Former NJ Gov. Tom Kean backs opposition to sale of Westminster Choir College

Supporters of Westminster Choir College have a powerful advocate in former New Jersey Gov. Tom Kean, who is calling on Rider University to preserve the historic music school in downtown Princeton.

Kean is scheduled to visit the college at noon tomorrow to talk about his opposition to Rider’s proposed sale of the internationally known school. He will be joined by members of the Rider University Chapter of the American Association of University Professors, the Coalition To Save Westminster Choir College, students, alumni, donors, parents and supporters of the school.

The Coalition to Save Westminster Choir College is seeking to make the school independent again and has hired lawyer Bruce Afran to fight the sale of the school. Rider University officials announced plans to sell the school in the spring, citing projected deficits at the university in Lawrenceville and the need to upgrade buildings on the main campus. The Princeton Public Schools district is trying to buy the choir college campus.

In an editorial this spring, Kean criticized school officials seeking quick cash “even if that means destroying the very institutions that define the school.”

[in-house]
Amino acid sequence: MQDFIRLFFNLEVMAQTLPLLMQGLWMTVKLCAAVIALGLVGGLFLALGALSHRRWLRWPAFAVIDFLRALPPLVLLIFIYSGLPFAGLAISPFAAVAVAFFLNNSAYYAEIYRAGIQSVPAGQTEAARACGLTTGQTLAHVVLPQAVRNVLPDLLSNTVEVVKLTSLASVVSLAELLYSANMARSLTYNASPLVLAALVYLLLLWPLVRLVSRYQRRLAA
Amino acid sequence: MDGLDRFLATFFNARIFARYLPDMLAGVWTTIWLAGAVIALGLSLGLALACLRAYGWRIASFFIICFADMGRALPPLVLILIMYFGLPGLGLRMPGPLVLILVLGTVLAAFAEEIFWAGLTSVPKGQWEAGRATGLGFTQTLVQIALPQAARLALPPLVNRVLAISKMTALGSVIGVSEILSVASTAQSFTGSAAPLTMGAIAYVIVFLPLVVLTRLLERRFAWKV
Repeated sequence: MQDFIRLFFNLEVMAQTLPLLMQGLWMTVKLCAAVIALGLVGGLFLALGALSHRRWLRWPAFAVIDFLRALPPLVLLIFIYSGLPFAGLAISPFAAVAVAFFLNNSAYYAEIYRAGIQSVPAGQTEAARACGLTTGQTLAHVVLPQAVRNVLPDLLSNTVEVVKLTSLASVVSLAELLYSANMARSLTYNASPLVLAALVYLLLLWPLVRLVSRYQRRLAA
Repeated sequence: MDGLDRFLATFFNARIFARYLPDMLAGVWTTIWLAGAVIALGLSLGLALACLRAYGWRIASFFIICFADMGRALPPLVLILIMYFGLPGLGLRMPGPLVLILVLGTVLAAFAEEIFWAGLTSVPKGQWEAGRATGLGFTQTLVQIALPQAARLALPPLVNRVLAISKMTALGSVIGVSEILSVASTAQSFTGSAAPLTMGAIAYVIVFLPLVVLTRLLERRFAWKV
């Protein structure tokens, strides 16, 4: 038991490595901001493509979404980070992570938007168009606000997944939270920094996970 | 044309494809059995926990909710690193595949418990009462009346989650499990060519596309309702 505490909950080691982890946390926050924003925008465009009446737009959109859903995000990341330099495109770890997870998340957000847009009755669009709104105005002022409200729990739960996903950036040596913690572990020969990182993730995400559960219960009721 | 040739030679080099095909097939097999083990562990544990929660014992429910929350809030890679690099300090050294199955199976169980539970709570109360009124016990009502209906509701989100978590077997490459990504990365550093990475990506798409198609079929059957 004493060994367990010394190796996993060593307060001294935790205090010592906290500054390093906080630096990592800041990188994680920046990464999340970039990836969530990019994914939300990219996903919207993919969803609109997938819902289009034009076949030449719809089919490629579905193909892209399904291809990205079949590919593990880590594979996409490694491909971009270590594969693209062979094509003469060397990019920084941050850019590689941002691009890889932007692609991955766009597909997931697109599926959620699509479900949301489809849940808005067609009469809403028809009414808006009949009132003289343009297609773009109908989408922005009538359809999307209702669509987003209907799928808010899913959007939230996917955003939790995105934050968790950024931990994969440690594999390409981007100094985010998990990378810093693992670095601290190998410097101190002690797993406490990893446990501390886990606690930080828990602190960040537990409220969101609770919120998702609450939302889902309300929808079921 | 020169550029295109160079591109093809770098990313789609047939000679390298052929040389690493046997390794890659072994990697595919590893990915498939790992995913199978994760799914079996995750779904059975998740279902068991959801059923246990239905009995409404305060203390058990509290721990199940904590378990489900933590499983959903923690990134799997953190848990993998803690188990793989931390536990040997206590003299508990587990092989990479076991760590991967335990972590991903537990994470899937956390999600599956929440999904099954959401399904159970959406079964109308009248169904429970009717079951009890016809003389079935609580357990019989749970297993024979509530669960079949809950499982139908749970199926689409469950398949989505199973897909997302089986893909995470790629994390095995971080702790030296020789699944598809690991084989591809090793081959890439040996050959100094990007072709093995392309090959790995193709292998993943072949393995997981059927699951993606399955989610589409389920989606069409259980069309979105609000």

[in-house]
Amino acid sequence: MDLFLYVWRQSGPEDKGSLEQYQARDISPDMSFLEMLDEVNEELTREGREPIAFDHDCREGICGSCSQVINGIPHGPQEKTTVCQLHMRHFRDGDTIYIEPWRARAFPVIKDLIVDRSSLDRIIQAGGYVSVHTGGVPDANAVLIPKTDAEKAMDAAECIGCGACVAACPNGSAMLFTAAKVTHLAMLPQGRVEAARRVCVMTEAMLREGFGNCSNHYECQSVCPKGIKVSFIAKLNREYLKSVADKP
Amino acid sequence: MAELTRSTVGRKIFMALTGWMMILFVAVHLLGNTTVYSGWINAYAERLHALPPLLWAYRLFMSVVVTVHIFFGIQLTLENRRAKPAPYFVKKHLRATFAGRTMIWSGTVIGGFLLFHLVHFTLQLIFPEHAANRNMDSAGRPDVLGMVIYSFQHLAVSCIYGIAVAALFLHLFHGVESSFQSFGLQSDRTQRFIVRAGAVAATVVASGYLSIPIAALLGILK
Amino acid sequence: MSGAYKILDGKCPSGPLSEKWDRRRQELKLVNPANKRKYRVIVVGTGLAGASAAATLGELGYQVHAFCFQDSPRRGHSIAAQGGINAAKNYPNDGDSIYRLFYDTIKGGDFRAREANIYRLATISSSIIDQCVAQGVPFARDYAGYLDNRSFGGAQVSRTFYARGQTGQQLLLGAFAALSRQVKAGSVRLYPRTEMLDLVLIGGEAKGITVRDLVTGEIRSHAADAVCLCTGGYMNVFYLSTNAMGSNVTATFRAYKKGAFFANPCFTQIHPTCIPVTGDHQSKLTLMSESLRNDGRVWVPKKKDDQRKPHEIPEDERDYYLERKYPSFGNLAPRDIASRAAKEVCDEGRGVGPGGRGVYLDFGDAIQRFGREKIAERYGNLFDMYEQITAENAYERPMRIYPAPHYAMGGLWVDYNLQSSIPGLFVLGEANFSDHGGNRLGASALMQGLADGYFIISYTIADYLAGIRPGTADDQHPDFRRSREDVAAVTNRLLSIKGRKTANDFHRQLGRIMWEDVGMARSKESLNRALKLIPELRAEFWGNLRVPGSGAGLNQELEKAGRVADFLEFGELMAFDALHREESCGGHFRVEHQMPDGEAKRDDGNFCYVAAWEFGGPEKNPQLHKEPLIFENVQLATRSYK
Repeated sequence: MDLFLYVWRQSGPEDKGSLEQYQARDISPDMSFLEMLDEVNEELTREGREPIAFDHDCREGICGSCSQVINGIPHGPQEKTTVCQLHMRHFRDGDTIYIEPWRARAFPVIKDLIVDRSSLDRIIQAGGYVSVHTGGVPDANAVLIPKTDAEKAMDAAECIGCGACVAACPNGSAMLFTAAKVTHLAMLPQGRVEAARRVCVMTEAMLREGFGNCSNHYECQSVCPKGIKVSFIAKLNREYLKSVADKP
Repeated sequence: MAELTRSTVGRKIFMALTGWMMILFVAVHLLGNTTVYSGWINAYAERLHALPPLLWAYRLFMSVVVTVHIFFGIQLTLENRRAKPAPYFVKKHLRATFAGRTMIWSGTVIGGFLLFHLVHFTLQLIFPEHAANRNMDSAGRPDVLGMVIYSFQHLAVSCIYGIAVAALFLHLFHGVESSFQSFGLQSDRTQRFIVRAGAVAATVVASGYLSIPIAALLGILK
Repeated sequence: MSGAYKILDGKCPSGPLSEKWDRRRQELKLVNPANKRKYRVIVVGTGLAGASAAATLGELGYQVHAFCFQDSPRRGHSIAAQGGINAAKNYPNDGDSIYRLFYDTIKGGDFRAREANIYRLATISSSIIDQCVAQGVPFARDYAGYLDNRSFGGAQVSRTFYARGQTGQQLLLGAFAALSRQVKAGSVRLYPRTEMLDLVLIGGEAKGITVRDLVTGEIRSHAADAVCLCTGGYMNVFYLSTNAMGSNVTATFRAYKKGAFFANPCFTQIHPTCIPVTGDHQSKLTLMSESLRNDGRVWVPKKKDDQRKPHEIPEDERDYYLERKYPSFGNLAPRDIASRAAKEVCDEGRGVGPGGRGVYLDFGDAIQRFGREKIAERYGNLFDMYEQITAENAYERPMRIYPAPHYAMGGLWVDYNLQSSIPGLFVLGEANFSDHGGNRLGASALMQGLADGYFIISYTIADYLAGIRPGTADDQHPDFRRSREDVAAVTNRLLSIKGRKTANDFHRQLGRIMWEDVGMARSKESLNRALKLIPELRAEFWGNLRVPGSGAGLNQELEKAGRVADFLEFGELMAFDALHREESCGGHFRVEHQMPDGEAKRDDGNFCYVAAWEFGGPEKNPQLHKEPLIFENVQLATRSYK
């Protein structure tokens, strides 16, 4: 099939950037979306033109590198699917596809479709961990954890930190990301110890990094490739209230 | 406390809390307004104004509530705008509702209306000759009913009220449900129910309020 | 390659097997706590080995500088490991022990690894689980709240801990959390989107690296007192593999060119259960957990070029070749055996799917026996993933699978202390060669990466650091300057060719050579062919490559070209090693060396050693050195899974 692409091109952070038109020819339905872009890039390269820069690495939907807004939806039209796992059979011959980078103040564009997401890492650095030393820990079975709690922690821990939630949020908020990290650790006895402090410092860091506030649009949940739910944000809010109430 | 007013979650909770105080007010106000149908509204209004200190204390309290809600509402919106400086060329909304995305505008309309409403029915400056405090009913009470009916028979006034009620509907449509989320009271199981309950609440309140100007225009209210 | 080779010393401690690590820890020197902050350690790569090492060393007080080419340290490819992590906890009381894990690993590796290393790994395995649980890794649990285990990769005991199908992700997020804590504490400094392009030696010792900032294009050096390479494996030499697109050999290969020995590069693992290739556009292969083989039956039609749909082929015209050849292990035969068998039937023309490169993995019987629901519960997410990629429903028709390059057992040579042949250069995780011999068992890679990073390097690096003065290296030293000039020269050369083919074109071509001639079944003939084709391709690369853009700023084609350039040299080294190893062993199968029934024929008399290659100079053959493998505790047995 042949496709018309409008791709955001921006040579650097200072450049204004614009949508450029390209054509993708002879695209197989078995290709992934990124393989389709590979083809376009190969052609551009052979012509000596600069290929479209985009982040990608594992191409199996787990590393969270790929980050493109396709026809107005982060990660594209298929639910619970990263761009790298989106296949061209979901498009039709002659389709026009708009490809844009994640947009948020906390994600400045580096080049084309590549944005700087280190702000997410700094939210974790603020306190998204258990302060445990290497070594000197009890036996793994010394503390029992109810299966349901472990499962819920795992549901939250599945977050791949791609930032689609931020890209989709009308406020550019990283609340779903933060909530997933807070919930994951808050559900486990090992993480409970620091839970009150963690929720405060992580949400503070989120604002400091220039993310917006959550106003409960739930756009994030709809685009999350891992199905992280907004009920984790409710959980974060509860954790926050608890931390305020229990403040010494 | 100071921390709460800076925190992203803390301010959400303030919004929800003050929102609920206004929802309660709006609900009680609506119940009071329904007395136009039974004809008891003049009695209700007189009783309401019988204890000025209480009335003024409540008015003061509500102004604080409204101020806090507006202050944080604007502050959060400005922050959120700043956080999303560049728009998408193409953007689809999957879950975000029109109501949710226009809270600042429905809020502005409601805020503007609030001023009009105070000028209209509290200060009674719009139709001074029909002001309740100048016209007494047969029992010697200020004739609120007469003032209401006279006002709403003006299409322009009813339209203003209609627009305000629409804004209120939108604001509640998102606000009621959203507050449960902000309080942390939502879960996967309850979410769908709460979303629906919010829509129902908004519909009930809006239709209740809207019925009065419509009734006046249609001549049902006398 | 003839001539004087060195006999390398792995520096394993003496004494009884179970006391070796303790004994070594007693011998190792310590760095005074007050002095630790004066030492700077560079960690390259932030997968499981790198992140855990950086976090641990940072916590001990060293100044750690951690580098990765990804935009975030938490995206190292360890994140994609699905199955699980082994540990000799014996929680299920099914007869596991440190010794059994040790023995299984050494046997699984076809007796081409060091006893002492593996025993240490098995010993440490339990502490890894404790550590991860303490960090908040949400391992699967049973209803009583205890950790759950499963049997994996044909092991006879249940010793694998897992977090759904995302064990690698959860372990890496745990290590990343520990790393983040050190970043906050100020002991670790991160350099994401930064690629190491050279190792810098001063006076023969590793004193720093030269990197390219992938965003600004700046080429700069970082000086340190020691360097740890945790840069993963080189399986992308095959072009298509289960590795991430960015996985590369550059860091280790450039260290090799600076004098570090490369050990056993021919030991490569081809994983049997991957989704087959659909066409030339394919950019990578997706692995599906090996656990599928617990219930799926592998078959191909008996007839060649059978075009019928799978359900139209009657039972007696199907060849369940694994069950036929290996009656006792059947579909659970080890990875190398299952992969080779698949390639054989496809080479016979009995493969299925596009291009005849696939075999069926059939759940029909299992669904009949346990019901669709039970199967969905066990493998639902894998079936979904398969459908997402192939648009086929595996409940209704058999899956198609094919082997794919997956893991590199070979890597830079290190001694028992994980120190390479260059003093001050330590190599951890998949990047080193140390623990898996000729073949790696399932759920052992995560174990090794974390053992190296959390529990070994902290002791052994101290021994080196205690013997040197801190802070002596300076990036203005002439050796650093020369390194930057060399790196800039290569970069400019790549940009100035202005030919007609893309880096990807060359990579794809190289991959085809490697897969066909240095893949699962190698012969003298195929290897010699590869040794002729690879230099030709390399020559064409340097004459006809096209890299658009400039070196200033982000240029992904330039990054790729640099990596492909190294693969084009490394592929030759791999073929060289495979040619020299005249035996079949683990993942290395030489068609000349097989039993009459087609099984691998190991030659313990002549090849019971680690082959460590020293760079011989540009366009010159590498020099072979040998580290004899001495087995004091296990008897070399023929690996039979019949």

“Experts suggest the property could bring in as much as $25 million, but Rider’s issues are so significant, those dollars would only be a stopgap measure in addressing the current crisis, while destroying Westminster as we know it,” Kean wrote. “The destruction of Westminster’s campus and the relocation of a vibrant and economically secure college is destructive and, in and by itself, will not save Rider.”

Kean said when he was governor, he took pride in supporting the arts and is aware of what Westminster brings to Princeton, its students and faculty, and visiting performing artists. As a past president of Drew University, he said he also recognizes the economic issues facing Rider University.

“As it looks for a means to an unclear end, Rider is considering putting the arts aside, taking an expedient course of action dictated by accountants. Rider is a fine school; it should sit down with a growing and potent national coalition representing Westminster Choir College alumni and its allies. Together, they need to explore how Rider may fund its future without destroying the integrity of a vibrant and respected New Jersey cultural institution and damaging its own reputation,” he wrote.

“It is unimaginable to me that this historic space that has given so much to so many could be closed,” he wrote. “There are precious few places in the nation and around the world where the music lives. Westminster Choir College is one of them, and it remains one of the central pillars upon which we have built the arts in New Jersey.”